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Image Computing and Computational Modelling (pre-2019)

Advanced analysis of stress perfusion CMR

Project ID: 2016_306

Student: Cian Scannell

1st supervisor: Amedeo Chiribiri, King’s College London
2nd supervisor: Jack Lee, King’s College London

Stress perfusion CMR is currently one of the clinical methods of choice for diagnosing myocardial ischaemia. However, its use is presently restricted to experienced tertiary centres: not because most hospitals lack the equipment to carry out these scans, but because interpretation of the data is complex, time-consuming, and requires extensive training of those making the diagnosis. Therefore there is a need for a simpler and more objective quantitative method of CMR perfusion analysis.

Over the last five years, Philips Healthcare and KCL have investigated the possibility of automatic quantitative CMR perfusion analysis, which could provide a more reproducible and accurate evaluation of patients’ condition and would provide useful quantitative data for future research. We have already proven the concept’s feasibility and have invented a range of new semi-quantitative algorithms that can identify abnormal myocardial perfusion. These tools have proven robust, accurate and simple to use.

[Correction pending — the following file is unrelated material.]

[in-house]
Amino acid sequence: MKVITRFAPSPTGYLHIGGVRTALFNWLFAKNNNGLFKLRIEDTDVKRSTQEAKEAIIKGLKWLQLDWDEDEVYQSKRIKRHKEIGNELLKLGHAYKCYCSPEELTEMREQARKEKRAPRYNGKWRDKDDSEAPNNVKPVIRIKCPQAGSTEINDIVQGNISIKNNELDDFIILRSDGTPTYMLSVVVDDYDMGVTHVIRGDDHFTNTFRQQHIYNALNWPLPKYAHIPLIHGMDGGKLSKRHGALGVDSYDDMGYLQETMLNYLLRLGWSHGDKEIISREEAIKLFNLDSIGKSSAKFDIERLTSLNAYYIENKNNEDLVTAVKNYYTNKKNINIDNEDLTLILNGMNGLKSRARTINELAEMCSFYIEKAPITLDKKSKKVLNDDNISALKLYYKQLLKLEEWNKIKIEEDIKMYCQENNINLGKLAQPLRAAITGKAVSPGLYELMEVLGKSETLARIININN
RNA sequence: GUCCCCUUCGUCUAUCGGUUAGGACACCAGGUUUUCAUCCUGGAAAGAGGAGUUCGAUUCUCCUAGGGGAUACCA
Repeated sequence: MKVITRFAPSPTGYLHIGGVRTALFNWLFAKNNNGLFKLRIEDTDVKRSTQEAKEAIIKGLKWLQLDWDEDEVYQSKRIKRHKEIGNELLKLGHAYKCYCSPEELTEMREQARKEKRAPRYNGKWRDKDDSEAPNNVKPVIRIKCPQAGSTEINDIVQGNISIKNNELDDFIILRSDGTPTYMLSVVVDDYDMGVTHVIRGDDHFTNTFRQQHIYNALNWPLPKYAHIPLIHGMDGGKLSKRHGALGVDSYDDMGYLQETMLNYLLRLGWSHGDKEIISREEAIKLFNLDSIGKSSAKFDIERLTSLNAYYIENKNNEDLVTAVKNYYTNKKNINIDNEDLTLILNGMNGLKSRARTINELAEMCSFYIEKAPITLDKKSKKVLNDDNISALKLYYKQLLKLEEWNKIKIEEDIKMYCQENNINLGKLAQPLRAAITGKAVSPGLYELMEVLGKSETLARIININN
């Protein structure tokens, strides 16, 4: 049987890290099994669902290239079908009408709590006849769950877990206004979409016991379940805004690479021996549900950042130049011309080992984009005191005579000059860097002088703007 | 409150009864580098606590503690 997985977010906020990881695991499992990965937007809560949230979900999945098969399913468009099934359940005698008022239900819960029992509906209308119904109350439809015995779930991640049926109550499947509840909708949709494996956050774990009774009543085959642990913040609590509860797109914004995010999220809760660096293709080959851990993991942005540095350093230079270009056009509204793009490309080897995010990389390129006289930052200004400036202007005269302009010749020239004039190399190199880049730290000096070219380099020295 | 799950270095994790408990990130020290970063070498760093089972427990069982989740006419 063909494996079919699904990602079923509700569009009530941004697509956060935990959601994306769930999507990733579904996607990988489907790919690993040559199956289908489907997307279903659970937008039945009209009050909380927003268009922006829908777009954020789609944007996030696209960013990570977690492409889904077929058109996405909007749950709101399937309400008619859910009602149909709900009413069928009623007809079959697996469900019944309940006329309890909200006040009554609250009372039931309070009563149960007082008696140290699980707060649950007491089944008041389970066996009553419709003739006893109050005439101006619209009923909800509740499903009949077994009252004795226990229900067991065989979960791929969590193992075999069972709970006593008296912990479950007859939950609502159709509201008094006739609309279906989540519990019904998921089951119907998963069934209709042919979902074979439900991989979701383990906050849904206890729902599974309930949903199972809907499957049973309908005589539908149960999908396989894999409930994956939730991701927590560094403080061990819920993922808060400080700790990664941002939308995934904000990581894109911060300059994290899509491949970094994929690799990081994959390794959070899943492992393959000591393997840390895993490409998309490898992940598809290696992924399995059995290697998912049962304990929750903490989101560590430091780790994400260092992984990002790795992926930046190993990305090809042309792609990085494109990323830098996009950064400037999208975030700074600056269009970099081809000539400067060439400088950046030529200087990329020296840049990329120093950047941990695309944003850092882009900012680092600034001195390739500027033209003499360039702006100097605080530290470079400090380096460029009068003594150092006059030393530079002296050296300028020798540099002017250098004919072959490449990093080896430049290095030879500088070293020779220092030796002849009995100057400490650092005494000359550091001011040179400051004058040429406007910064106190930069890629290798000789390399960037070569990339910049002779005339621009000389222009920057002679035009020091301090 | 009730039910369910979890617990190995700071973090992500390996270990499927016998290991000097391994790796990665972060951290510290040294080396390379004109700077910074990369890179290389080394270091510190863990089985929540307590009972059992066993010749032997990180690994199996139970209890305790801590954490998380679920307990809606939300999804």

We now want to translate these results into an automatic perfusion-analysis tool, to validate this tool against established diagnostic standards, and to evaluate its efficacy on a larger number of patients with suspected CAD. This is what the proposed project is designed to perform.

The PhD project will consist of three work packages:
1) Completing the software tool, building on existing coding work from Philips and KCL.
2) Testing the software on existing datasets to refine the clinical workflow and allow comparison with alternative diagnostic methods.
3) Testing the efficacy of user-independent quantitative analysis against fractional flow reserve (FFR), the present diagnostic standard.

Because the software is designed to work with existing hospital equipment, a successful project could have significant and immediate consequences for clinical practice, making it possible for smaller hospitals accurately to diagnose for this condition where they could not before.


High-resolution perfusion maps obtained by Fermi deconvolution and dual-bolus acquisition on a 3T Philips Achieva TX scanner. Row A shows thinning of the mid inferior wall with peri-infarct ischemia in the territory of the RCA. Row B shows ischemia in the territory of the LAD. Row C shows homogenous perfusion in a patient with thinned and dilated ventricle (from Sammut E, et al. JCMR 2015).

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